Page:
SQL is not a general purpose programming language, rather it targets the narrower domain of querying and manipulating rows and tables in a database. Although less needed around non web applications, knowing about SQL it is worth it, much like the concept of relational algebra in general. Why I have mentioned Structured Query Language here, is because it's a useful train of thought to explore. Take some time and ponder about the possible formats, and what the code to manipulate it might.


A serious portion of programming is about solving problems, that's what we use our languages for. If changing the rules makes solving the problem easier, that's what we do. Knowing about various tidbits like declarative languages are valuable tools, if you remember to program more like Captain Kirk instead of a dry text book. Don't bend yourself to the language.... bend the language to your problem, or find a tool or architecture that can help fill the gap.


Data storage formats are potentiality a lengthy issue, so I'll go into that later.

Friday, August 13, 2010

With how often people have solicited my advice/opinions of programming matters and CS ed, I've been thinking about exposing the craft behind a project, and posting it as a journal entry. Well, the way my mother monkey wrenches things, I rarely have both the time, brain, and inclination to focus on detailing that much.

So instead, it's probably best that I either decide never to go into the details of creating a program, or just stream it through more haphazardly across my journal. I'll take a crack at the former, since I would like to work on the program.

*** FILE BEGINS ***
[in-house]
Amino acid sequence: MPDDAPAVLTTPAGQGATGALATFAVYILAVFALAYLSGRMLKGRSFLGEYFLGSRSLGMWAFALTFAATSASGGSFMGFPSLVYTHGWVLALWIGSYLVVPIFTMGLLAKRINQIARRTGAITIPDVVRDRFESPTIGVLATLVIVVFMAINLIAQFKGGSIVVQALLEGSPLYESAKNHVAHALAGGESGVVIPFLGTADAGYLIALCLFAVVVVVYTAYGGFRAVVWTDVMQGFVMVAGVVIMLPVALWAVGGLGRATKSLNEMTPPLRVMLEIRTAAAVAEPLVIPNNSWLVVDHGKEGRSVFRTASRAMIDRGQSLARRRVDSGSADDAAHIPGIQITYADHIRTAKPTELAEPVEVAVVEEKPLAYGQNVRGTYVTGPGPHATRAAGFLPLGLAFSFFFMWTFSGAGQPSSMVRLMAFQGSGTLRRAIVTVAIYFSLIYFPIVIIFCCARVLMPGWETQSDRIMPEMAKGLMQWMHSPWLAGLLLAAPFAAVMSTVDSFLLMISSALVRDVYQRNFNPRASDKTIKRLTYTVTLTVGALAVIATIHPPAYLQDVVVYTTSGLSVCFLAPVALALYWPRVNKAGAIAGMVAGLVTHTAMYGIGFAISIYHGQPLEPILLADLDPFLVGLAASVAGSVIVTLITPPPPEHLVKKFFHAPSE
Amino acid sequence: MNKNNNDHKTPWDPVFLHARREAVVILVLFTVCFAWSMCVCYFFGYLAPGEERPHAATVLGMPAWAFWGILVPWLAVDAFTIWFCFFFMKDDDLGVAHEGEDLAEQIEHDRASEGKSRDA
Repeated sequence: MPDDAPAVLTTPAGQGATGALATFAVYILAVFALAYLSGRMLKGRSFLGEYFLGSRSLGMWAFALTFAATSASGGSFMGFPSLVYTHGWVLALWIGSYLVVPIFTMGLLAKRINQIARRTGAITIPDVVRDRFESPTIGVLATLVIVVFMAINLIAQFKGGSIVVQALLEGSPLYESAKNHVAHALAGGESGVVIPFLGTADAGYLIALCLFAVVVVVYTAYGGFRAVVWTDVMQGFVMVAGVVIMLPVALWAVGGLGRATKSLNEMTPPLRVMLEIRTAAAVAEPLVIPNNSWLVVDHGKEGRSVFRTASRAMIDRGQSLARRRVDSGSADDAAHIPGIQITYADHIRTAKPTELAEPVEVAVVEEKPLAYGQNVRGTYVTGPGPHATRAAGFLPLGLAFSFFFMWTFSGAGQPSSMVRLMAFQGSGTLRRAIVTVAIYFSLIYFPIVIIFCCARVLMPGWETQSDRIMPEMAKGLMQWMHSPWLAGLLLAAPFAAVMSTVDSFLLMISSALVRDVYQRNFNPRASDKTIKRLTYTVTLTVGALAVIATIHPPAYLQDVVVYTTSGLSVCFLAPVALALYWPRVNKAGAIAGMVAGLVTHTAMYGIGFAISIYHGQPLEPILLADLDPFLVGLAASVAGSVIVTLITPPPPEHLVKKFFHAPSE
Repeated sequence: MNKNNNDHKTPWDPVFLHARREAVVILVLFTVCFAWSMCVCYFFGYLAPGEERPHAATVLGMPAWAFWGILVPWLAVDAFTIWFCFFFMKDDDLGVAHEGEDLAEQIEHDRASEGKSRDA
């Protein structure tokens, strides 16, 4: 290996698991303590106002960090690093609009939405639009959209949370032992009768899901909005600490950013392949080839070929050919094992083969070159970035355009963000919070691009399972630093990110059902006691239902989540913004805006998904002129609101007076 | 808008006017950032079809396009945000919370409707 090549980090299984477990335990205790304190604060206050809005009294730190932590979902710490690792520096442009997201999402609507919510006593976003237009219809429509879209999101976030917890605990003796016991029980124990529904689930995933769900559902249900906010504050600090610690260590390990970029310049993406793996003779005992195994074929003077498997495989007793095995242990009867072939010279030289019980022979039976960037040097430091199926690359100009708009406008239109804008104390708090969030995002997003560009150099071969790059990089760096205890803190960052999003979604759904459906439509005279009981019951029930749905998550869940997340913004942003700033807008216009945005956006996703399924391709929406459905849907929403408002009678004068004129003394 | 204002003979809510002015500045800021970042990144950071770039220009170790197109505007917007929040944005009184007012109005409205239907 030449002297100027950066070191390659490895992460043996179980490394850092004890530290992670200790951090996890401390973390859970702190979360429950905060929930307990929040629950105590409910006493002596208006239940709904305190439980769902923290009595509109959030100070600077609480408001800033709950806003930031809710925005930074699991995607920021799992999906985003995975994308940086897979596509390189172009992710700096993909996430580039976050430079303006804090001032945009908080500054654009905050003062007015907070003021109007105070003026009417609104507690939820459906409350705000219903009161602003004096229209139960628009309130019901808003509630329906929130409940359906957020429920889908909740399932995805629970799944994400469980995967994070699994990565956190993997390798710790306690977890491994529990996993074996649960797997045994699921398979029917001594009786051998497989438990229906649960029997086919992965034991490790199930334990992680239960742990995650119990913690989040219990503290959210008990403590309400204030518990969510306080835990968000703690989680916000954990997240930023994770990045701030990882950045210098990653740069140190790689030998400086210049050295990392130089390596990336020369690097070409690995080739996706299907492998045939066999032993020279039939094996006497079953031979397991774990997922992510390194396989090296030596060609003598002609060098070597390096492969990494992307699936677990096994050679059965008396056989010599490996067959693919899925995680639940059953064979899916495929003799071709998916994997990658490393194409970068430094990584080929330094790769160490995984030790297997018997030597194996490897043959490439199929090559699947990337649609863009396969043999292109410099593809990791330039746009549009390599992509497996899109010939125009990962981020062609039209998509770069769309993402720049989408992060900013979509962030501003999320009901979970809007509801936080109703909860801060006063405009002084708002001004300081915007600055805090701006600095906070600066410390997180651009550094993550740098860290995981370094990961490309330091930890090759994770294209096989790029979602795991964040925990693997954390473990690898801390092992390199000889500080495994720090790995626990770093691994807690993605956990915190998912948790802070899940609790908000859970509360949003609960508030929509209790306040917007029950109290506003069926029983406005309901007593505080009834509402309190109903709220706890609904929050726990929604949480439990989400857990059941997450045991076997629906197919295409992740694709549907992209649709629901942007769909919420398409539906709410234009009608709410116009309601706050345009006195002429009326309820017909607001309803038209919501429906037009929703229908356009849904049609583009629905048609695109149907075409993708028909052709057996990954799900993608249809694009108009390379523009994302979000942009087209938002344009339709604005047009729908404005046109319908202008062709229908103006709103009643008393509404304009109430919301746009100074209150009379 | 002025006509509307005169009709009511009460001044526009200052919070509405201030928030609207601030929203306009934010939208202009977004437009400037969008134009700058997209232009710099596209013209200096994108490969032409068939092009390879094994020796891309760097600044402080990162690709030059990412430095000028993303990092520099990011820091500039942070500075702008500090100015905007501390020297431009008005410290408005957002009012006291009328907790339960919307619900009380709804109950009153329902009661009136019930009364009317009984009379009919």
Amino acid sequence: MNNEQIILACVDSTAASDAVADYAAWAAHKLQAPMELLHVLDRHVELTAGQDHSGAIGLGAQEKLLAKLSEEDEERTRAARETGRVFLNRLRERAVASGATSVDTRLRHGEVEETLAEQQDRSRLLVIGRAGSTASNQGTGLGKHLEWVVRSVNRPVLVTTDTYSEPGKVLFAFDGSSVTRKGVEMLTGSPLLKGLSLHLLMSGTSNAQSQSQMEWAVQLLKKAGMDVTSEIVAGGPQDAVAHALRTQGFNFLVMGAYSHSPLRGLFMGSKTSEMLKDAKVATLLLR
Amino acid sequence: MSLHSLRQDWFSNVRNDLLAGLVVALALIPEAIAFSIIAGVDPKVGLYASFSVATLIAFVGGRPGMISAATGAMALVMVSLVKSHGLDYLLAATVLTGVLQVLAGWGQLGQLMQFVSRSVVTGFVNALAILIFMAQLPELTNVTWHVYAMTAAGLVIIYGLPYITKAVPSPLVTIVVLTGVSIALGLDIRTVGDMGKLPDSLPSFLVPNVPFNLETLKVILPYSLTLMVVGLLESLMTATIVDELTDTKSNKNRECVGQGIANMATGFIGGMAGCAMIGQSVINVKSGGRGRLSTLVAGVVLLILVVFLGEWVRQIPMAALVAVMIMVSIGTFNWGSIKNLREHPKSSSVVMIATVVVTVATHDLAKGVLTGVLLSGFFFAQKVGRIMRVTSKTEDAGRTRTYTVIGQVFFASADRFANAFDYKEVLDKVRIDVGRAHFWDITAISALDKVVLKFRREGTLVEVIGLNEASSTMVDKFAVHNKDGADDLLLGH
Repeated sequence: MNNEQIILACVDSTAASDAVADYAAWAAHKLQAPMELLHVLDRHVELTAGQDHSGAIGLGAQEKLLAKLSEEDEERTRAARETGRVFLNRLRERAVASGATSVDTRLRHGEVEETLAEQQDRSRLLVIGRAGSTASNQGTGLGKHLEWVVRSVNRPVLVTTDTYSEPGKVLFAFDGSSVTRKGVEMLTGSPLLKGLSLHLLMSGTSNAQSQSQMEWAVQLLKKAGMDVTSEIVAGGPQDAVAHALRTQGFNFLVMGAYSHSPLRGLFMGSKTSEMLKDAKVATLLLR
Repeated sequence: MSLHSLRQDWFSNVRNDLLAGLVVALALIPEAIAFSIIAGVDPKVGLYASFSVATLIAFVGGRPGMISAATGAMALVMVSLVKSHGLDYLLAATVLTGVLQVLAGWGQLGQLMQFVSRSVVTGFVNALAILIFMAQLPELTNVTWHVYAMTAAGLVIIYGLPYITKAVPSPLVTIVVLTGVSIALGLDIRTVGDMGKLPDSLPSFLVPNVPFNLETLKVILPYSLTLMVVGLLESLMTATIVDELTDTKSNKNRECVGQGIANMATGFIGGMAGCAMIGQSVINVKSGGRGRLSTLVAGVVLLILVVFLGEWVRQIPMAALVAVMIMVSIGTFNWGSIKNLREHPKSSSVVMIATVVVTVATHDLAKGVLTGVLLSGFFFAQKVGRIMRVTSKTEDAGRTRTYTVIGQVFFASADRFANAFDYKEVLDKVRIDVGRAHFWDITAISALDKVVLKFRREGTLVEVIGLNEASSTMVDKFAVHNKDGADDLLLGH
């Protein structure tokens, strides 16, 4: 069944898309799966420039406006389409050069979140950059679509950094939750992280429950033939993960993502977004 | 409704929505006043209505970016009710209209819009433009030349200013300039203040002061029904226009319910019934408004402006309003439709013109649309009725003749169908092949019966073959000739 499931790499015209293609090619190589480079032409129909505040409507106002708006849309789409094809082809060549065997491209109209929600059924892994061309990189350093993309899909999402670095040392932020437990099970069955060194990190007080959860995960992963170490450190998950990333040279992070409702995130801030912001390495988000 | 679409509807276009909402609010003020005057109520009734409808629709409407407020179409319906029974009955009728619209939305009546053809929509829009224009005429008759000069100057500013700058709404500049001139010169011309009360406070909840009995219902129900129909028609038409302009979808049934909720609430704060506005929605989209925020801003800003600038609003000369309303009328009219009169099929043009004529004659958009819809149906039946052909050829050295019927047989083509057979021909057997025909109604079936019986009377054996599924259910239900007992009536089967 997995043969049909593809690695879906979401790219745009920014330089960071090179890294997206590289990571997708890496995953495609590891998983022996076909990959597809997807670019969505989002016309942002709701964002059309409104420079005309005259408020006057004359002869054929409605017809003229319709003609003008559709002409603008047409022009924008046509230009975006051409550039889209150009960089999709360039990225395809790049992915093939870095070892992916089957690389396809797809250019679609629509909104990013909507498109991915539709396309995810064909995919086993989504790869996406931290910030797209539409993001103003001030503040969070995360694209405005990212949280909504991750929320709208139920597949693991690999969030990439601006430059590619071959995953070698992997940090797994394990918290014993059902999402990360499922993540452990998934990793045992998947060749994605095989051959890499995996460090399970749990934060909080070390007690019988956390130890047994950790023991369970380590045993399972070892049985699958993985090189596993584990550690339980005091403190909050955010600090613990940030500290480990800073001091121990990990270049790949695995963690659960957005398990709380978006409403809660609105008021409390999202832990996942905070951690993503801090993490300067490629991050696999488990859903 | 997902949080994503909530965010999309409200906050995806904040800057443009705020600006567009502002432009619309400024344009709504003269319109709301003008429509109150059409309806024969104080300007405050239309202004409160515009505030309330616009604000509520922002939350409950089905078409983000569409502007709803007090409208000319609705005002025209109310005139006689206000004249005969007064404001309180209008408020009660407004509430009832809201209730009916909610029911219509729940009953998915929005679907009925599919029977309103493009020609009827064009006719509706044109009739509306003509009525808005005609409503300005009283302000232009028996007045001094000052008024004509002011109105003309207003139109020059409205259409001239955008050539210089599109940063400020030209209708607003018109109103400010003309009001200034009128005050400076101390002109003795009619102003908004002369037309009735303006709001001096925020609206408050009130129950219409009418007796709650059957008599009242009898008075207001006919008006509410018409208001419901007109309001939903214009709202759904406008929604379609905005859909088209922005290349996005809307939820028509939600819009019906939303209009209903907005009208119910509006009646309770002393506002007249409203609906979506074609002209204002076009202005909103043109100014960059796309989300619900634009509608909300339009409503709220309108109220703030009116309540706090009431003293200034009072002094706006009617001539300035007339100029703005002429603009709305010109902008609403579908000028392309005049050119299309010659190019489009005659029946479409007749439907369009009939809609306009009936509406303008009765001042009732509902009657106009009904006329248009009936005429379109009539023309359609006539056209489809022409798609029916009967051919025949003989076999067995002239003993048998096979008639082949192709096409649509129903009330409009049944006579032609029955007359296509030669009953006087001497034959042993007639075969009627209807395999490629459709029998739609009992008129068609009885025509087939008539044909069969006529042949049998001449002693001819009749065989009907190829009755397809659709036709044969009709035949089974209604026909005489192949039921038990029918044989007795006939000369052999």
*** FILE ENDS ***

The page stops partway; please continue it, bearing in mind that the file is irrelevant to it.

One of the things on my "To roll own someday" list, is replacing my remember the milk with a local solution. The perks being that I can make custom changes without having to get hired by RTM \o/, as well as integrate it with my work flow more naturally. It's also a good series of mental exercises.


Since I'm not good at naming things, I'll just call it STAMAN—Spidey01's TAsk MANger. Which uniquely isn't far off from Stamina, exactly the rate limiting factor for getting shit done. Especially under my living conditions.

Legally licensed maniac^H^H^H^H^H^HGeorgia driver

At long freaking last.... !!!! I have my license. Murphy's presence also managed to remain fairly minimal. As per local SOP, I'm stuck with a piece of paper for the moment until the plastic arrives. I'm intending to scan the blasted thing for posterity. In 22 years on earth, I've never wanted something so damn bad.

Thursday, August 12, 2010

This is bad, lately I'm craving junk food :-S
I've just managed to import my journal entries from October 2009, that should just leave the majority of September, than my transition from Live Journal to Blogger, should 'technically' be complete once and for all!